Yesterday, Shenna blogged on the ignominious anniversary of operations at Guantanamo.  Obama's refusal to back up his campaign promise to close the detention center not only mars his presidential credibility but continues to deflate the notion that the United States upholds the Rule of Law.

A perfect recent example is embattled Wikileaks founder Julian Assange.  Lawyers on his behalf are challenging a Swedish extradition request on grounds that Sweden will likely transfer him into U.S. custody.  Once in U.S. custody,  Assange's lawyer argues he "could be at "real risk" of the death penalty or detention in Guantanamo Bay".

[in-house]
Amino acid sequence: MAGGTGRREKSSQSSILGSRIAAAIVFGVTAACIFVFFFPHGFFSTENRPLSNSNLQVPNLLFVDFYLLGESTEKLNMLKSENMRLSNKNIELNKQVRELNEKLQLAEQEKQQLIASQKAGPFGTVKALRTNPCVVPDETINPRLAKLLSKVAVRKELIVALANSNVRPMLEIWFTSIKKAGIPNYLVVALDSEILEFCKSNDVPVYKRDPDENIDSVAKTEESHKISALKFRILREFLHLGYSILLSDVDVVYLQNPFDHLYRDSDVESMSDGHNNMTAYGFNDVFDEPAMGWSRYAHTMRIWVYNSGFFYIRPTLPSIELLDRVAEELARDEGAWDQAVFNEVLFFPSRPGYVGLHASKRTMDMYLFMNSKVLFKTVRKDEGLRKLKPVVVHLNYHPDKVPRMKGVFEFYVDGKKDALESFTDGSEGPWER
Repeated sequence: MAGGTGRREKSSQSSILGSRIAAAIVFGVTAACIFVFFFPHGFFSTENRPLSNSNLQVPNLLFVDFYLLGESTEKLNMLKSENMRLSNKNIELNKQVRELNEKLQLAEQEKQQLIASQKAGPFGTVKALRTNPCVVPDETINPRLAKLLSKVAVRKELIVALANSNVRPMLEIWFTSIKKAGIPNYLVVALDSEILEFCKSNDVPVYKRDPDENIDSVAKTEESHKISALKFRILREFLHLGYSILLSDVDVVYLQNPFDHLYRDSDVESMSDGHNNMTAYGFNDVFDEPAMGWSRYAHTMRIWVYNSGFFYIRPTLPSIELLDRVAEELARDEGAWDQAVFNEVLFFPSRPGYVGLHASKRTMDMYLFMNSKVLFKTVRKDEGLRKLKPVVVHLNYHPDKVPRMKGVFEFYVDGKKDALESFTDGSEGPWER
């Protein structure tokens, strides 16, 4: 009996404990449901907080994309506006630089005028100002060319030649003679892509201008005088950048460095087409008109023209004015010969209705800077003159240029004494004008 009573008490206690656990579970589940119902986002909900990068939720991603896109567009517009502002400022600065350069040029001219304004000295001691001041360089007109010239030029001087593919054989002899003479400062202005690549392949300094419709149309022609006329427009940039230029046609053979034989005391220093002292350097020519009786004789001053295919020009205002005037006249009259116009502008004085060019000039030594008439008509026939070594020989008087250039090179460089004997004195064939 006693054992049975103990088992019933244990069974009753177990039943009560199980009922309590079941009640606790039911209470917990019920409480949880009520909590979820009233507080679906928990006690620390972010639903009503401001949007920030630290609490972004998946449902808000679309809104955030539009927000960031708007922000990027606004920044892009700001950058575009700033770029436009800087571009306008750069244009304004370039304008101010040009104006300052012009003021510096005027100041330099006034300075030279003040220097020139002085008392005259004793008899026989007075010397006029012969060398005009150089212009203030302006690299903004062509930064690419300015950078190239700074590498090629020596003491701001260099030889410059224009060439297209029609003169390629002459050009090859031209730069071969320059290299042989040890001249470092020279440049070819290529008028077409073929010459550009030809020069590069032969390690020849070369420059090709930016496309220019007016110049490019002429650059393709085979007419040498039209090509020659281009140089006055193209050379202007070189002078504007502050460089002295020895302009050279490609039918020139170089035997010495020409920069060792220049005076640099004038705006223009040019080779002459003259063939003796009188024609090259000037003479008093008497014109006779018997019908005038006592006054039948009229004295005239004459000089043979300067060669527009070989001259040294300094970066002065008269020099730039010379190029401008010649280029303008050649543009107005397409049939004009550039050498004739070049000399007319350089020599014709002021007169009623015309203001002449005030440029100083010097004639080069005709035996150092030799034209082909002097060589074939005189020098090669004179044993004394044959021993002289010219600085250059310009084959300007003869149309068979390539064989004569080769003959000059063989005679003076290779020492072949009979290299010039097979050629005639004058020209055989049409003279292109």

At first blush, it sounds outrageous.  However, the truth is that there is nothing to prevent such a scenario.  As Susan Ito at the ACLU Blog of Rights points out:

"President Obama is now reportedly considering issuing another Executive Order that would permit the ongoing indefinite detention of Guantanamo prisoners, but would establish a periodic administrative review process for them. As we've pointed out countless times, this is a losing proposition: if the government has enough credible evidence against a detainee to justify holding him indefinitely, it should use that evidence to prosecute him in a federal court."

So in effect, we are back to square one.  The only check on executive power is the whim of the President.